What you can do to help a quitter
If a friend or family member is still smoking but wants to quit, the best thing you can offer is your support. To begin, let him or her know that you are optimistic about their chance of succeeding and congratulate them on their attempt. And then consider the following approaches:
- If you're not in the same household, encourage the quitter to call you at any time he or she gets the urge to smoke. Remind the individual of the reasons why he or she chose to quit smoking and that while the urge will diminish, those important reasons remain the same. Being a personal "hot line" can take some commitment but helping someone in any way to quit smoking is one of the best gifts you will ever be able to offer.
- Avoid serving the quitter alcohol or spending time in places where it's readily available. Drinking is a classic "trigger" for many people who are trying to quit smoking (because the two behaviors often went together and have served to "complement" each other with regards to brain and body chemistry) and has been related to quite a few relapses.
- Help your family member or friend manage stress by joining him or her in an activity like walking. Not only does it provide some good exercise and stress management, but it's another opportunity to talk and voice your support.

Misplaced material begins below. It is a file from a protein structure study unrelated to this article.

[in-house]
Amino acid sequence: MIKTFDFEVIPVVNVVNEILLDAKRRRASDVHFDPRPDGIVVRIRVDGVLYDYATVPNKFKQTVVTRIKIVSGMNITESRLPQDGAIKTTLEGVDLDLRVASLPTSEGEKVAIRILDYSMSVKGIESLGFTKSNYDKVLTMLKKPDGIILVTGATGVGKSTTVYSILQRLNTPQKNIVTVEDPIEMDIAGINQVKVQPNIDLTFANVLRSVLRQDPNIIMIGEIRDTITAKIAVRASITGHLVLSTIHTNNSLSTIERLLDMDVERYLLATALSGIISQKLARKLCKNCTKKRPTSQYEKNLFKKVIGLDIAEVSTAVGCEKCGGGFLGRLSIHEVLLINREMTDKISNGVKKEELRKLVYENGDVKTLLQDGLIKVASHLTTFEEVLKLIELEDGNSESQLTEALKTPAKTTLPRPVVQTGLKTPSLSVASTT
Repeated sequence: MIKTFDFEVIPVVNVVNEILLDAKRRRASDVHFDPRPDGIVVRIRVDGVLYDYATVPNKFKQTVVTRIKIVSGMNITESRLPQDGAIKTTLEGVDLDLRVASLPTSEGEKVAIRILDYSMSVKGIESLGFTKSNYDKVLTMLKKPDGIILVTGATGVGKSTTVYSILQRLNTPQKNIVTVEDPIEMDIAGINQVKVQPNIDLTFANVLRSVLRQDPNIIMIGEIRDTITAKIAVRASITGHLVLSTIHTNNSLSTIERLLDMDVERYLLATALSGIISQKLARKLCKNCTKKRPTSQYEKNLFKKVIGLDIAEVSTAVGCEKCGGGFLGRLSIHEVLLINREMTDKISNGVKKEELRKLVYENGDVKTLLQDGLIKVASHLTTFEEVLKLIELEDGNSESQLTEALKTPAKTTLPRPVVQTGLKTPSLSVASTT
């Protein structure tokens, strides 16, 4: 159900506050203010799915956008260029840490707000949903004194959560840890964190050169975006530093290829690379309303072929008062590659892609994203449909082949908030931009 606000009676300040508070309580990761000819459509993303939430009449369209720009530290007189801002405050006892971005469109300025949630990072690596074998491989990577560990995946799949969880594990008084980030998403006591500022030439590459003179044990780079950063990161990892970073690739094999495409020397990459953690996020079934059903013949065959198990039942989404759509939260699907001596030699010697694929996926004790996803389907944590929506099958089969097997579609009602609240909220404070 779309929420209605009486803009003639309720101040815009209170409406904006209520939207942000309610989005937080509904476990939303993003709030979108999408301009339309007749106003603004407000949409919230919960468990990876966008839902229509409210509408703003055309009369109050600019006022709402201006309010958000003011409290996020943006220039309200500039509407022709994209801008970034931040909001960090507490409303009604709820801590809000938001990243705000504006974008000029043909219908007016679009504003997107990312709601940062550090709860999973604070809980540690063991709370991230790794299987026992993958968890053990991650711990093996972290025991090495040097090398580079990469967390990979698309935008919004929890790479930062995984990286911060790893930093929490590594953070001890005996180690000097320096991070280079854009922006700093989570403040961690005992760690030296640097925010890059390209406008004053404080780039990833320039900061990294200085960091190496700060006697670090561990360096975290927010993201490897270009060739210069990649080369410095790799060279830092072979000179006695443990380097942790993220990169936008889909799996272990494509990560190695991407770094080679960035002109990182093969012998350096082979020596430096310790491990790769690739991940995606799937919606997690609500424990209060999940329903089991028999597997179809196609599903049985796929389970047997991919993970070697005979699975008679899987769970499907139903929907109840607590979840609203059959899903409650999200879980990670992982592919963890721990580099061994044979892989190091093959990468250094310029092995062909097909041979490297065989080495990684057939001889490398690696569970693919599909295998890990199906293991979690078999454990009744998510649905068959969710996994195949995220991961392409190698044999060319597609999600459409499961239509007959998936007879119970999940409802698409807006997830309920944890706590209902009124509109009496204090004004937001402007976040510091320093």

- When there's a milestone – and the person trying to quit can be the judge of that – celebrate it together. It's a good time to indulge in something a little special, but preferably not a drink!
- Statistics and most experience with a highly addictive substance indicate that the majority of people take multiple attempts at quitting before they're successful, so be patient.
- Grow a thick skin! The person close to you who's trying to quit is likely to be grumpy, agitated and sometimes even downright hostile. Don't take it personally. It's all part of the process and your ability to get through it and keep smiling is part of what makes your support so important.
Probably the most important thing you need to keep in mind is to remember your limitations. You can be part of a support system but you can't make a nobody quit smoking. Your encouragement is only part of the whole equation.
And if the quitter in your life turns to smoking again, don't express disappointment. And please don't see it as any failure on your part. Guilt has never been a very healthy way to get healthier.
Instead, dial up your optimism again and help your friend or family member start thinking about trying to quit again. Beginning again at square one is a familiar place for many people who are hoping to quit smoking. And for the people supporting them. It's always tough to feel like you're starting over again. But when it comes to smoking – or better, smoking cessation – it's definitely worth the effort.
Return to Newsletter Home